The rapid rise of spatial economics among JMCs

Two years ago, my list of trade candidates also included a dozen candidates in spatial economics. Last year I listed 20 candidates. There are 45 spatial-economics JMCs in this year’s list. That looks like a rapid rise.

Of course, measurement problems abound. My view of “spatial economics” may have broadened during the last two years, in which case the listings would tell you more about me than about the candidates. That would be hard to quantify. But, to focus on one label within the broader spatial economics nexus, I’m pretty sure that I’m seeing more candidates explicitly list “urban economics” as one of their fields than in years prior.

If I’m right that the supply of spatial economists is rising, then one immediately wonders if the demand side will keep pace. I haven’t looked at JOE postings, but I doubt that ads mentioning “urban economics” are growing at the same rate as candidates listing it as a field.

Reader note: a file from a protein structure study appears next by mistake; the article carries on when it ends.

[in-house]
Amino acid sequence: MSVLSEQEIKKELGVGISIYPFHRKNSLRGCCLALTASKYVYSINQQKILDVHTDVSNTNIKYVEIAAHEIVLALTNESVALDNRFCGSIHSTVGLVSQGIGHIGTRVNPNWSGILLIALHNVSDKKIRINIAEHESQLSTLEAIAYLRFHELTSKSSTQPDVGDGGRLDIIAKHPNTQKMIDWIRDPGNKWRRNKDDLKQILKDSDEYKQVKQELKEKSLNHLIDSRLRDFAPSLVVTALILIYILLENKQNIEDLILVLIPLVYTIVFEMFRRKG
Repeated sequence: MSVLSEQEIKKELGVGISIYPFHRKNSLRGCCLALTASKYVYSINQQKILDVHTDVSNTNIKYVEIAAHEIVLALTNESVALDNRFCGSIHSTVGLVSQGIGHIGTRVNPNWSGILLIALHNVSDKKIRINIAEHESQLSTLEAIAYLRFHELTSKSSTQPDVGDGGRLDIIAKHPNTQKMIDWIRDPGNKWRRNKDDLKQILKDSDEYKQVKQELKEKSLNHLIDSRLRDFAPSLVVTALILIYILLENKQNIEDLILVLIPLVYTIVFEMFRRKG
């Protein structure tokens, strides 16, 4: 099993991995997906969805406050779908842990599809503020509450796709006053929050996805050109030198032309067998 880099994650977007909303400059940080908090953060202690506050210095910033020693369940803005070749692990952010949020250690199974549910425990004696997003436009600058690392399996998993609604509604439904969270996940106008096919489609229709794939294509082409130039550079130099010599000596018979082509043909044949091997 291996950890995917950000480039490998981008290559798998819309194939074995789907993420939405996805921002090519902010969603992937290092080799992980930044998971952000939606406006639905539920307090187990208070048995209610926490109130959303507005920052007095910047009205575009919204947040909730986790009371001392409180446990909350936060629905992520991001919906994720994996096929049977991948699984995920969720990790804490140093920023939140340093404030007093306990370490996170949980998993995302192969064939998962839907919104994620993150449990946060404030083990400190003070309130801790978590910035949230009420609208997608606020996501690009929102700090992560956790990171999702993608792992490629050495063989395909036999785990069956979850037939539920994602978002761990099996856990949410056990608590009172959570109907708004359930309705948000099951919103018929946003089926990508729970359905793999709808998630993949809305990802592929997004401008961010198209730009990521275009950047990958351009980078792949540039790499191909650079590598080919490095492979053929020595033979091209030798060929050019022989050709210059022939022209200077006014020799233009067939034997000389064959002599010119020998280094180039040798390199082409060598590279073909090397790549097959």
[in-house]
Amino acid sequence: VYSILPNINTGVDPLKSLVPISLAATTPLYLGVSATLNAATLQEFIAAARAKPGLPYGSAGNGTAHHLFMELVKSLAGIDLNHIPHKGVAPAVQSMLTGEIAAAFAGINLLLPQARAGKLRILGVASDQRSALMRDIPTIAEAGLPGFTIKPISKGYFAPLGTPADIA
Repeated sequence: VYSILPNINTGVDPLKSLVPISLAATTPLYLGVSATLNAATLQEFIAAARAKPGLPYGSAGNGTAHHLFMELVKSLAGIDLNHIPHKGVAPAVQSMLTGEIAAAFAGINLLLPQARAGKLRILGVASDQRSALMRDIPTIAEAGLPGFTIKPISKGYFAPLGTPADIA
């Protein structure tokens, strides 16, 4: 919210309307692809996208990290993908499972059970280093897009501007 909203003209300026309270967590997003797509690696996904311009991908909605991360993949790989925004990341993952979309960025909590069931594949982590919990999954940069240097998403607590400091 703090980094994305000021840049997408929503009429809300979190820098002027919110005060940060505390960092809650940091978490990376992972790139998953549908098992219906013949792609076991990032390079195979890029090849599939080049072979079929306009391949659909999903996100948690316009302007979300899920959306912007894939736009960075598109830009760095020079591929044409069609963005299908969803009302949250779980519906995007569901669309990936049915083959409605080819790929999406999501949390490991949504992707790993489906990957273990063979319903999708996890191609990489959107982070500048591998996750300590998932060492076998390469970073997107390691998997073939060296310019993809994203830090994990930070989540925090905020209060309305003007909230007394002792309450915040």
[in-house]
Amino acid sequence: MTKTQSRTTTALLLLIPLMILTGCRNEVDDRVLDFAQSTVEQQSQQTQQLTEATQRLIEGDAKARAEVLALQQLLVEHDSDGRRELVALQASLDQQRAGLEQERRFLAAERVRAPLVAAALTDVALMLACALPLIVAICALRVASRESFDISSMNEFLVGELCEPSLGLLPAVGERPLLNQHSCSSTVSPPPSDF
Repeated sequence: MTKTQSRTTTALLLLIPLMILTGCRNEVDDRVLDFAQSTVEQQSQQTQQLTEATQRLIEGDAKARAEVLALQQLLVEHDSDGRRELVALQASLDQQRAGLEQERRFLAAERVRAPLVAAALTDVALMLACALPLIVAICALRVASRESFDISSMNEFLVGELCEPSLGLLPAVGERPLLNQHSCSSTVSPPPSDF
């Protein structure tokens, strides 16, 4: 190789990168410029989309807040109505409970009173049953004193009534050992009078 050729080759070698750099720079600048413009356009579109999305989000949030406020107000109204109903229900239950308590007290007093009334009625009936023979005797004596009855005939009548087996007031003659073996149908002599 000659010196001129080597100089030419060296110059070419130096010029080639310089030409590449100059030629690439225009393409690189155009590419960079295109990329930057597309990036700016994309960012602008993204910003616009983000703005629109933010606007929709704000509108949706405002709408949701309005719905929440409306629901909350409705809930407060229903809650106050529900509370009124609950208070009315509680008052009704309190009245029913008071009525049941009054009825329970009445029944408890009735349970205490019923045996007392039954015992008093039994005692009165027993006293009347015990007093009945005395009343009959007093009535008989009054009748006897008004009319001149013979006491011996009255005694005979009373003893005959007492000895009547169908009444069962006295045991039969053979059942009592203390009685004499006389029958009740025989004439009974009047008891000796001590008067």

Last month, in response to a Beatrice Cherrier query about why urban economics’ “boundaries & identity are so difficult to pin down,” Jed Kolko noted that “urban economists typically align strongly to another field — trade, labor, PF, finance (esp the real estate types), macro.” That fluidity has advantages and disadvantages. It certainly makes it challenging to compile a list of relevant job-market candidates. But my very short time series of arbitrarily collated candidates suggests growth in the supply of young spatial economists.

1 thought on “The rapid rise of spatial economics among JMCs

  1. Randy

    A natural next question is why? Rich data surely a factor. Most data come with a geographic key. Work on neighbourhoods by Chetty et al and local labor markets by ADH, among others, lean hard into these geographic keys for identifying variation. Chetty even calls himself an urban economist now. I wonder if this simple fact regarding the construction administrative data has some important role to play in the way we ask questions.

    There are definitely other possibilities. Another is that a field with no boundaries might just be interesting and ripe (e.g. your own AER paper on knowledge and last post on transportation). It may be he relatively low “barriers to entry” of urban relative to IO. Another driver could be advising. It would take some further investigation of the candidates to know.

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